But I now believe that the Internet Freedom Act may not be comprehensive enough, particularly in explicitly sanctioning Internet surveillance technologies. And I believe that the tragedy did not start with this committee but in the very early stages of American involvement in the Chinese Internet. It’s the history of a collision course, not so much between Washington and American Internet companies, but between American corporate decisions and American values. We can study that history for insights into the current dilemma and potential solutions.

Ah, yes, he’s a former flack, disillusioned and repentant, and now dedicated to the proposition that all men are created equal.

And he wants more political control of “surveillance” technologies. Only the U.S. government should have access to them. Some libertarian, this guy.

And as to his appeal to American values: American values did not prevent us from embracing Werner von Braun, the A.K. Khan of his time, and absolving him of guilt for participating in Germany’s WMD program, now did it?

Some corporations are good Americans and some are traitors “doing the work of the Chinese Communist Party.” He actually says this. Sound familiar?

Realpolitik and Gramscian Propaganda

The problem, speaking coldly and strategically now, is that American technological know-how would suffer without access to Chinese and Indian expertise. Keeping our part of the open-source bargain is important because, with open-source technology, the rest of the world is no longer dependent upon us as a center of innovation.

Gutmann’s book on “losing the Chinese Internet” has been reviewed glowingly in a number of neonconservative publications–pages and pages of Google results’ worth, but not a professional bio or CV to be found. These people may despise Google, but not enough to refrain from gaming it.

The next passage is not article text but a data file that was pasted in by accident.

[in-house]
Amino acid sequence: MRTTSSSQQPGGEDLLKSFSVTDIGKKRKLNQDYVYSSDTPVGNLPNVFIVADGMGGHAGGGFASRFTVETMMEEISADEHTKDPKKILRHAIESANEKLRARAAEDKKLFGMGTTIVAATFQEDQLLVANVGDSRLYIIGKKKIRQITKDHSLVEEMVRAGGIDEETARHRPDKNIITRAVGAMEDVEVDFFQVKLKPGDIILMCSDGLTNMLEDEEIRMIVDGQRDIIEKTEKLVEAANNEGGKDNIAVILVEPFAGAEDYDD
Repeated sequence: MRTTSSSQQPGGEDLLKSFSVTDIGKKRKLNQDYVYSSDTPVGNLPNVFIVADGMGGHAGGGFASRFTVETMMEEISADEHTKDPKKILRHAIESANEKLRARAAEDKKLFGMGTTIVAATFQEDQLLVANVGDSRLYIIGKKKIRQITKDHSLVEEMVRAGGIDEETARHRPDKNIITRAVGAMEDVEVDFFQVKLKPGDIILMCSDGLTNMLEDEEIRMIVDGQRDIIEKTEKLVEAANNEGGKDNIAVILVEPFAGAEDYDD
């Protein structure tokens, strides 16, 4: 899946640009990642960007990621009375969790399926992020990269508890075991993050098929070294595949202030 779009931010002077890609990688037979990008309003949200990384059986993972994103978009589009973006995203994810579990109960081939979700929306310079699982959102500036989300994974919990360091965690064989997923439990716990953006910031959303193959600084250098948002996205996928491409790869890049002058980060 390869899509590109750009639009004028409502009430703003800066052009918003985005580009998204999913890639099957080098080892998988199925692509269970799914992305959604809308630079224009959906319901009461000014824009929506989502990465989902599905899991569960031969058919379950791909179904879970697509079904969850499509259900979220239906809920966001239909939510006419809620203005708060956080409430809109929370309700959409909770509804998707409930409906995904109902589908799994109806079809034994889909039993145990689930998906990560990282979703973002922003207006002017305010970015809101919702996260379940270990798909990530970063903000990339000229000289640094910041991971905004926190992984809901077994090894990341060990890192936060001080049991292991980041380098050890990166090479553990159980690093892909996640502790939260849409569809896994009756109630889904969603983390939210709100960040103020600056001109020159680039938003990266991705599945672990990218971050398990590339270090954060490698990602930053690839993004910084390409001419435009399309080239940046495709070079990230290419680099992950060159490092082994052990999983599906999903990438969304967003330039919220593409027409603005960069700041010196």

Jacobson’s review in China Tech News–part of my “open-source Bloomberg box on the subject,” in fact–sounds a lonely dissenting note:

This book is essential reading for anyone interested in buttressing a lingering 50s-era McCarthy mentality. Those of us who were raised to run out into the hallway in school and put our head between our legs at the beck of an air-raid siren will find comfort in these pages–the sky is falling and Gutmann has just told us so–hence “New China” is being lost.

We are introduced to nefarious American technology companies in China. Cisco gets creamed for colluding with the wholesale “loss” of the Internet in China.

Yet when the Big Brother machinations of the U.S. against its own populace are laid bare by our intrepid globetrotter–”Cisco Systems would have to report on any Cisco products that U.S. law enforcement and national security agencies are currently using” (p. 158)–for some reason we are eating apple pie again.

The admission makes me wonder when some enterprising young man or woman will write the no less evocative, “Who Lost the Old United States: A Tale of American Fear, Manipulation and Betrayal.”

Hell or High Water?

These days, we seemed to be faced with a choice between an open Internet, come hell or high water, or a controlled internet dotted with tollboths on the backbone and a DMZ patrolled by packet-sniffing watchdogs between us and the Cold War II enemy of the week.

So I guess I’m in the come hell or high water camp. I’m as skeptical as anyone about what corporations do and say, but having seen the Cisco Network Academy at work in Brazil, I am going to need to look hard at some documentary evidence before I believe that they are engaged in the moral equivalent of running death camps.

What I do know is that there is some nasty–and really pretty clumsy–political sleight of hand going on here. And I’m against it, whatever it’s ultimately about. I hear only calculated folly and demagoguery in the shrill, grandiloquent voices on both sides.